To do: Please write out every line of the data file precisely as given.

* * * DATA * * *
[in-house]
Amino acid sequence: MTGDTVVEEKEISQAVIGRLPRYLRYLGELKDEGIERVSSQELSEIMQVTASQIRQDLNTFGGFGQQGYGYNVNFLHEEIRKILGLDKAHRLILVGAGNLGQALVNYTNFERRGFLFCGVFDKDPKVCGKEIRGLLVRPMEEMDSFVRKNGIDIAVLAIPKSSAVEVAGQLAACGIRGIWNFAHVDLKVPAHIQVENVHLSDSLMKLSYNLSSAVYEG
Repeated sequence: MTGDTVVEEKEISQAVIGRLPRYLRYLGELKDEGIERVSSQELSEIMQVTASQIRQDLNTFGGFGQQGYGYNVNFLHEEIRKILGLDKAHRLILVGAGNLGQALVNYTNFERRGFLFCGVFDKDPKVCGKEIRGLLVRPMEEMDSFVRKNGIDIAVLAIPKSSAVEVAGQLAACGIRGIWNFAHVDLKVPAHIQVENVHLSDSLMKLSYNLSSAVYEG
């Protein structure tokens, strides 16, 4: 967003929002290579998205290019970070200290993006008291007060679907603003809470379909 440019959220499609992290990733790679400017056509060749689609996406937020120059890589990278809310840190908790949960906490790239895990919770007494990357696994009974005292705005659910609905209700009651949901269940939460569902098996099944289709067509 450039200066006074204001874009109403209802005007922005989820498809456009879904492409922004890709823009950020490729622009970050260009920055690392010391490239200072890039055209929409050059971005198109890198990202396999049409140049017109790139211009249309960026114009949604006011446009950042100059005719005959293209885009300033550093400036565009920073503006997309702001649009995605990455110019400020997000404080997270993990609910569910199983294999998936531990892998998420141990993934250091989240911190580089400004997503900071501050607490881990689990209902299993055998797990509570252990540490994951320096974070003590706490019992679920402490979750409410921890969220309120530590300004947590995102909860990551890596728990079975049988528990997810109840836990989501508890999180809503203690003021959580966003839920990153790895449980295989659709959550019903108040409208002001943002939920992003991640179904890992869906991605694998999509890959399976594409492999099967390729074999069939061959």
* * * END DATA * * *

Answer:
[in-house]
Amino acid sequence: MTGDTVVEEKEISQAVIGRLPRYLRYLGELKDEGIERVSSQELSEIMQVTASQIRQDLNTFGGFGQQGYGYNVNFLHEEIRKILGLDKAHRLILVGAGNLGQALVNYTNFERRGFLFCGVFDKDPKVCGKEIRGLLVRPMEEMDSFVRKNGIDIAVLAIPKSSAVEVAGQLAACGIRGIWNFAHVDLKVPAHIQVENVHLSDSLMKLSYNLSSAVYEG
Repeated sequence: MTGDTVVEEKEISQAVIGRLPRYLRYLGELKDEGIERVSSQELSEIMQVTASQIRQDLNTFGGFGQQGYGYNVNFLHEEIRKILGLDKAHRLILVGAGNLGQALVNYTNFERRGFLFCGVFDKDPKVCGKEIRGLLVRPMEEMDSFVRKNGIDIAVLAIPKSSAVEVAGQLAACGIRGIWNFAHVDLKVPAHIQVENVHLSDSLMKLSYNLSSAVYEG
């Protein structure tokens, strides 16, 4: 967003929002290579998205290019970070200290993006008291007060679907603003809470379909 440019959220499609992290990733790679400017056509060749689609996406937020120059890589990278809310840190908790949960906490790239895990919770007494990357696994009974005292705005659910609905209700009651949901269940939460569902098996099944289709067509 450039200066006074204001874009109403209802005007922005989820498809456009879904492409922004890709823009950020490729622009970050260009920055690392010391490239200072890039055209929409050059971005198109890198990202396999049409140049017109790139211009249309960026114009949604006011446009950042100059005719005959293209885009300033550093400036565009920073503006997309702001649009995605990455110019400020997000404080997270993990609910569910199983294999998936531990892998998420141990993934250091989240911190580089400004997503900071501050607490881990689990209902299993055998797990509570252990540490994951320096974070003590706490019992679920402490979750409410921890969220309120530590300004947590995102909860990551890596728990079975049988528990997810109840836990989501508890999180809503203690003021959580966003839920990153790895449980295989659709959550019903108040409208002001943002939920992003991640179904890992869906991605694998999509890959399976594409492999099967390729074999069939061959």